Filmed with a bright crispness that speaks of a nostalgia for the future, “Her” is a touching, buoyant pleasure. You never know where this movie is going (though there are hints, if you’re looking for them), but you want to follow it. Phoenix and Johansson — or, rather, Phoenix’s face and Johansson’s voice — make the year’s oddest movie couple … and, perhaps, the most irresistible.

Richard Corliss, Time:

Jonze creates the splendid anachronism of a movie romance that is laugh-and-cry and warm all over, totally sweet and utterly serious.

My take: the idea of emotional attachment to an artificial intelligence is in and of itself not the profound novelty of this movie.  It’s the poetic, lyrical way it’s executed that makes Her so great.  Spike Jonze really got it right here, and all the performances are superb.  Joaquin Phoenix has I think emerged as an actor who’s almost ahead of Ryan Gosling as a completely compelling, fascinating presence on screen.  His strong performances were at the center of Walk The Line and The Master [prior post], and off on a completely divergent direction he provides the foundation here.

Now I know this movie is not for everybody.  Some people would find it downright tortuous to sit through.  If that’s the case, this blog is not for you.  Because I don’t care what the mood or genre or specific subject matter of a movie is.  “Chick Flick” is not a term I use.  All I care is whether or not a movie is good.

If you liked P.T. Anderson’s great film Punch-Drunk Love [prior post], you should like this one.  It’s different a hundred times over, but they both deliver odd but profound visions of romantic love that are rare in cinema.  If you haven’t seen Punch-Drunk Love, then just go with the preview — if it appeals to you, definitely see this.  And more to the point, if you ‘get’ my blog, that is if you like great movies, you’ll like Her.  9/10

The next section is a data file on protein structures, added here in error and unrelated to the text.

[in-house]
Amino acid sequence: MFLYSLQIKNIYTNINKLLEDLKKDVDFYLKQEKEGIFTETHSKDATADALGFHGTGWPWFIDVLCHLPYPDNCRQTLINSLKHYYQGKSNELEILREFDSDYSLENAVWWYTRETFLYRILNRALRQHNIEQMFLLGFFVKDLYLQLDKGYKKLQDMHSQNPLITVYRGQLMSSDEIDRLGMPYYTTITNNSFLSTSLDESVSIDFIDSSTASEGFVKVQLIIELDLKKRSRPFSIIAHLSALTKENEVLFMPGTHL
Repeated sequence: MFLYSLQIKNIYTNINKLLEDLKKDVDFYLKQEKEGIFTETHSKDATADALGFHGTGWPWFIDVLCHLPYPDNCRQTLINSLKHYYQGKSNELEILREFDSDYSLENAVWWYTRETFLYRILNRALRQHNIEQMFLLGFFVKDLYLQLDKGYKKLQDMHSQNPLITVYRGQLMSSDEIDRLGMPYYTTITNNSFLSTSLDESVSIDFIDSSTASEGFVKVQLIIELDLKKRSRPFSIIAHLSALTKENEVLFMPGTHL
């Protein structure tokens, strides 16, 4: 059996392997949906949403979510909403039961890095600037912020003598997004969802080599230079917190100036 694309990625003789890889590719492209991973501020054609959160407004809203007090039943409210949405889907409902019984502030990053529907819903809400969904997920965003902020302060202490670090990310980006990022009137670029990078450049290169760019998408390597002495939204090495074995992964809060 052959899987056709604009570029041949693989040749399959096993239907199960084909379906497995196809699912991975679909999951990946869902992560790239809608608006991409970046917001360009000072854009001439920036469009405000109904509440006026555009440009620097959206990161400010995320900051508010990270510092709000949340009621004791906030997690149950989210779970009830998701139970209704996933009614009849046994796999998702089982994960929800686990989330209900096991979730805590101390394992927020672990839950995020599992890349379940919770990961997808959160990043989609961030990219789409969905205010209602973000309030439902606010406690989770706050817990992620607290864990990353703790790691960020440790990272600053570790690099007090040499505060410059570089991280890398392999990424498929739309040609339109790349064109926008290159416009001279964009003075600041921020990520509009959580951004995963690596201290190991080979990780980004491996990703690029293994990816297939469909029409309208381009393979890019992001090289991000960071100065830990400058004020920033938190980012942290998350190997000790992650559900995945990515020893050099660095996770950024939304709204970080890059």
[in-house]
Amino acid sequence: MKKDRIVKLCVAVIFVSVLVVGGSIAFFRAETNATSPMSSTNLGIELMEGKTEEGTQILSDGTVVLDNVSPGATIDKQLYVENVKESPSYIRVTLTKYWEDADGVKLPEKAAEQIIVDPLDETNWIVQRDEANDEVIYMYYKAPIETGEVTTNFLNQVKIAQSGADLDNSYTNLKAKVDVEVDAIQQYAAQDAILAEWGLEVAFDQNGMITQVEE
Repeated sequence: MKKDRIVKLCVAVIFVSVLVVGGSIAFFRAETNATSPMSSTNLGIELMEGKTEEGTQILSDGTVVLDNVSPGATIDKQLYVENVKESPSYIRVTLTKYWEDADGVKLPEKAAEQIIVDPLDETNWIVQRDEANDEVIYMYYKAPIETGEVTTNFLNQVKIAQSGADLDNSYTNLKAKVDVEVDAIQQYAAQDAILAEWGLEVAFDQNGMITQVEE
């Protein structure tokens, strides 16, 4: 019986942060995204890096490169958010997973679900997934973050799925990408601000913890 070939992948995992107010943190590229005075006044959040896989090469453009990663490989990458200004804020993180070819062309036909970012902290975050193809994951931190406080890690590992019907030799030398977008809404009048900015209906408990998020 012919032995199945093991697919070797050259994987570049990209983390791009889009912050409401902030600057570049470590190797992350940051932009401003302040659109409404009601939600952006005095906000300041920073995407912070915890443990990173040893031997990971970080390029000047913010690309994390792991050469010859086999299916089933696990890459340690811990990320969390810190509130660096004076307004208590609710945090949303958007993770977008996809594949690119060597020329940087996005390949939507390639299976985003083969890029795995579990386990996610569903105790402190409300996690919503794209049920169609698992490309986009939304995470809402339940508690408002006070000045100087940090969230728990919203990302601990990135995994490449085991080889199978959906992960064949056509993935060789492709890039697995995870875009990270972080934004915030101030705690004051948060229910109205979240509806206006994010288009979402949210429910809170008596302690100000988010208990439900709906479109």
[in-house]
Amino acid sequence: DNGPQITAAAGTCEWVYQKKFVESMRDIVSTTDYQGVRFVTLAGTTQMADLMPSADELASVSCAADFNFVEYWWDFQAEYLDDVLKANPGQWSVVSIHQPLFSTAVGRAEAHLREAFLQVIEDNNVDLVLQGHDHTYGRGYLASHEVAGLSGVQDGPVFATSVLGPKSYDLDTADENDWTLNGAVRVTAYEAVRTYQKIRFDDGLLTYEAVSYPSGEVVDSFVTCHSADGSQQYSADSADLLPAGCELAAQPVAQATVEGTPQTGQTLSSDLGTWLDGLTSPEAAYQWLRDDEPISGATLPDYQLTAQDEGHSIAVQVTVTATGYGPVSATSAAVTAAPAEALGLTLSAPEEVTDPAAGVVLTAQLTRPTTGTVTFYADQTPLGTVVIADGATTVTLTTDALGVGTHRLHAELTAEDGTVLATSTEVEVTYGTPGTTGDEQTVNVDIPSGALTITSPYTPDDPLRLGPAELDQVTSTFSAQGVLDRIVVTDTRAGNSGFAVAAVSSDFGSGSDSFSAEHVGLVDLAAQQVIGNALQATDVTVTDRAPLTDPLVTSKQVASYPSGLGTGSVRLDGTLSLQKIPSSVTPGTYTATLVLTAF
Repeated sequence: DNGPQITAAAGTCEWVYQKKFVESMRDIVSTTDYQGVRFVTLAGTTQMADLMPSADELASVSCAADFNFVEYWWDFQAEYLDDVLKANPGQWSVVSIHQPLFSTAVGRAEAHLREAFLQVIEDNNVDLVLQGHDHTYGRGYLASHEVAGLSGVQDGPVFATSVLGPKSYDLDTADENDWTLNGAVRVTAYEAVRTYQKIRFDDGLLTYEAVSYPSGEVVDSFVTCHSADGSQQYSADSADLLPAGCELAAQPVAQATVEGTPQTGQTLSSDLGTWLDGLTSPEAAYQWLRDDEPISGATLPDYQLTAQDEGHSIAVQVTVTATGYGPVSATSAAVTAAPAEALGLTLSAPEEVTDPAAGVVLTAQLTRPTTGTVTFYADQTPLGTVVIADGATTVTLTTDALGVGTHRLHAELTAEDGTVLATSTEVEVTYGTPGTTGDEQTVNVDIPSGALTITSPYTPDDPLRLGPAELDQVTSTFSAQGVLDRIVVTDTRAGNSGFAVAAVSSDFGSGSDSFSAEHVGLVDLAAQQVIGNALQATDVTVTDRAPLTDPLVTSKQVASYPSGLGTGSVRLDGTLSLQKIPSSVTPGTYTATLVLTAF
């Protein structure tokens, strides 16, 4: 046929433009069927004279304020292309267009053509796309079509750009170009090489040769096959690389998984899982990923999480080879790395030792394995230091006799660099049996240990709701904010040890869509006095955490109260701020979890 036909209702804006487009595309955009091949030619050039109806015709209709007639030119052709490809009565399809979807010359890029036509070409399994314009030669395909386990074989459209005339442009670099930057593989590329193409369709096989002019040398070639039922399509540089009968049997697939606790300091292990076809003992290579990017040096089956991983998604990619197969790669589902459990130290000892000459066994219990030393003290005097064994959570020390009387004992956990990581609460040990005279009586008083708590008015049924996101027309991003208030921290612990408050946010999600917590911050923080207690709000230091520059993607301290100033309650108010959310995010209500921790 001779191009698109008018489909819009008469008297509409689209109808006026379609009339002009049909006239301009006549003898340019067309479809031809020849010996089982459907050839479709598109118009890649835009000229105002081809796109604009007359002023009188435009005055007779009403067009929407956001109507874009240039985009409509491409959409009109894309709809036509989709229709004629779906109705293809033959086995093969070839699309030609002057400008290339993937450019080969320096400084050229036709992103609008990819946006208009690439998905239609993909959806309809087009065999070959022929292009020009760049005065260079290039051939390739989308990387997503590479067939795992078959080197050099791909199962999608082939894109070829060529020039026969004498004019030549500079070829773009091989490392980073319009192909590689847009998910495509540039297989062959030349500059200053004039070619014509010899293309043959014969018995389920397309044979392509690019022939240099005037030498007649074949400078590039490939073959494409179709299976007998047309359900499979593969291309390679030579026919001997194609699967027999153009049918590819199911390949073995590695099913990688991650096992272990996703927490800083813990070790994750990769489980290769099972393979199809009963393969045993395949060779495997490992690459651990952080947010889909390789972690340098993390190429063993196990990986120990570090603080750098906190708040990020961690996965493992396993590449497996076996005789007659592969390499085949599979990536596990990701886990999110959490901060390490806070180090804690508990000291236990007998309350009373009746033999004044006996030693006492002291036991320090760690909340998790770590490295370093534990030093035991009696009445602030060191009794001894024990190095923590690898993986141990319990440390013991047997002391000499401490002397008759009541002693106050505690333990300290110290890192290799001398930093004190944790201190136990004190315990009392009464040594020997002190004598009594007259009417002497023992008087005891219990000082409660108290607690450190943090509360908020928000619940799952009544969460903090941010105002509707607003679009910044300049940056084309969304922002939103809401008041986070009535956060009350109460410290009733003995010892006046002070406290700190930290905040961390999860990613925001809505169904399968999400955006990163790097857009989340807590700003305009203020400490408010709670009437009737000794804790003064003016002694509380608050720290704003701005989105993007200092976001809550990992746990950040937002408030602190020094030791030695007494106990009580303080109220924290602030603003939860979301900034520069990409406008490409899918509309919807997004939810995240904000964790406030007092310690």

Don’t Wolf It Down

2013 is turning out to be a bad year for movies.  Some of the most anticipated films the year have disappointed me — American Hustle, Inside Llewyn Davis, and now The Wolf of Wall Street.  I found The Wolf to be a very entertaining movie — for the length of a normal movie.  For no good reason, though, it’s three hours long.  Now I have no problem with long movies — as long as there’s a reason for it.  Last year’s best film, Django Unchained, clocked in at 2 hours 45 min., and I can’t imagine cutting a thing out.  It was a rich film that required every last minute to tell its delicious tale.  2001: A Space OdysseyBreaking the Waves and Mulholland Drive are further examples that come to mind, ones made greater by the time they occupy, not lesser.

Not the case with The Wolf of Wall Street.  I agree with critical consensus that this is a very entertaining film — but for only about the first half.  The second half on its own is not terrible — though there are some ridiculous, B-movie sequences that are put forward — but after about the half-way mark the film has said as much as it will by the end.  The last hour of the movie adds nothing fresh, and it ends up suffocating under its own extruded weight.

The Wolf of Wall Street - still

Jonah Hill and Leonardo DiCaprio in characteristic form which well represents the entire film.

And that’s a pity.  Trimming this movie down to the lean mean fighting machine that it deserves to be would have resulted in a champ.  As it is, I can only recommend it with the caveat that you peel yourself away for the last hour or so.  But of course I must judge the entire film, and on balance it’s thumbs down.  5/10

She by Spike Jonze is the next, and probably the last, big 2013 release — I sincerely hope I won’t be disappointed again.

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Comparison Notes (all recommended): Wall Street (duh), Natural Born Killers, Cape Fear